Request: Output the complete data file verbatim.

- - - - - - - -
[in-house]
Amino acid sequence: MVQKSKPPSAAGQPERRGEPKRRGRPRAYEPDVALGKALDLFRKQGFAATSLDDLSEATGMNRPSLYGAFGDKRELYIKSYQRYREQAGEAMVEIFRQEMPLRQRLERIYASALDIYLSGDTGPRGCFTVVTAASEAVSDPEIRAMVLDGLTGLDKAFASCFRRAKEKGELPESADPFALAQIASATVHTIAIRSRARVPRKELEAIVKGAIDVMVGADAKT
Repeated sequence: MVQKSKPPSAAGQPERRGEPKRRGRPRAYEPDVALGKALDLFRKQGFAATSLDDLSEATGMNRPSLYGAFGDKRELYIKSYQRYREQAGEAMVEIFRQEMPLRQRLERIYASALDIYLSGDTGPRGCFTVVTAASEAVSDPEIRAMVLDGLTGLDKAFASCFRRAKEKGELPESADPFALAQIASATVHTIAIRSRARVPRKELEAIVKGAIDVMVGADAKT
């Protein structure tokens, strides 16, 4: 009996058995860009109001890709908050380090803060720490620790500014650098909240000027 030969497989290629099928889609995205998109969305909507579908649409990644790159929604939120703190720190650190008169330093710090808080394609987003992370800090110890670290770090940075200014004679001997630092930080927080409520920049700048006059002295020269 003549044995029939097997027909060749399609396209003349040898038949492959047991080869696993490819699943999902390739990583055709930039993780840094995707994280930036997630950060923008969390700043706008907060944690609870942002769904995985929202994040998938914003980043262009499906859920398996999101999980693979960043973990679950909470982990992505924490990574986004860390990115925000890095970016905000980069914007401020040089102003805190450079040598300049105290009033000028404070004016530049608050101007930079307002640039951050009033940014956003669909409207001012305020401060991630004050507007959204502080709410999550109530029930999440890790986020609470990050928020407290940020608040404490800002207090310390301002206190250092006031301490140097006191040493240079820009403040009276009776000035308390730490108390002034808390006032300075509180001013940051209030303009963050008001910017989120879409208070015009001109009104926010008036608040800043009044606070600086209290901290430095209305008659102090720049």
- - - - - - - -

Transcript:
[in-house]
Amino acid sequence: MVQKSKPPSAAGQPERRGEPKRRGRPRAYEPDVALGKALDLFRKQGFAATSLDDLSEATGMNRPSLYGAFGDKRELYIKSYQRYREQAGEAMVEIFRQEMPLRQRLERIYASALDIYLSGDTGPRGCFTVVTAASEAVSDPEIRAMVLDGLTGLDKAFASCFRRAKEKGELPESADPFALAQIASATVHTIAIRSRARVPRKELEAIVKGAIDVMVGADAKT
Repeated sequence: MVQKSKPPSAAGQPERRGEPKRRGRPRAYEPDVALGKALDLFRKQGFAATSLDDLSEATGMNRPSLYGAFGDKRELYIKSYQRYREQAGEAMVEIFRQEMPLRQRLERIYASALDIYLSGDTGPRGCFTVVTAASEAVSDPEIRAMVLDGLTGLDKAFASCFRRAKEKGELPESADPFALAQIASATVHTIAIRSRARVPRKELEAIVKGAIDVMVGADAKT
């Protein structure tokens, strides 16, 4: 009996058995860009109001890709908050380090803060720490620790500014650098909240000027 030969497989290629099928889609995205998109969305909507579908649409990644790159929604939120703190720190650190008169330093710090808080394609987003992370800090110890670290770090940075200014004679001997630092930080927080409520920049700048006059002295020269 003549044995029939097997027909060749399609396209003349040898038949492959047991080869696993490819699943999902390739990583055709930039993780840094995707994280930036997630950060923008969390700043706008907060944690609870942002769904995985929202994040998938914003980043262009499906859920398996999101999980693979960043973990679950909470982990992505924490990574986004860390990115925000890095970016905000980069914007401020040089102003805190450079040598300049105290009033000028404070004016530049608050101007930079307002640039951050009033940014956003669909409207001012305020401060991630004050507007959204502080709410999550109530029930999440890790986020609470990050928020407290940020608040404490800002207090310390301002206190250092006031301490140097006191040493240079820009403040009276009776000035308390730490108390002034808390006032300075509180001013940051209030303009963050008001910017989120879409208070015009001109009104926010008036608040800043009044606070600086209290901290430095209305008659102090720049």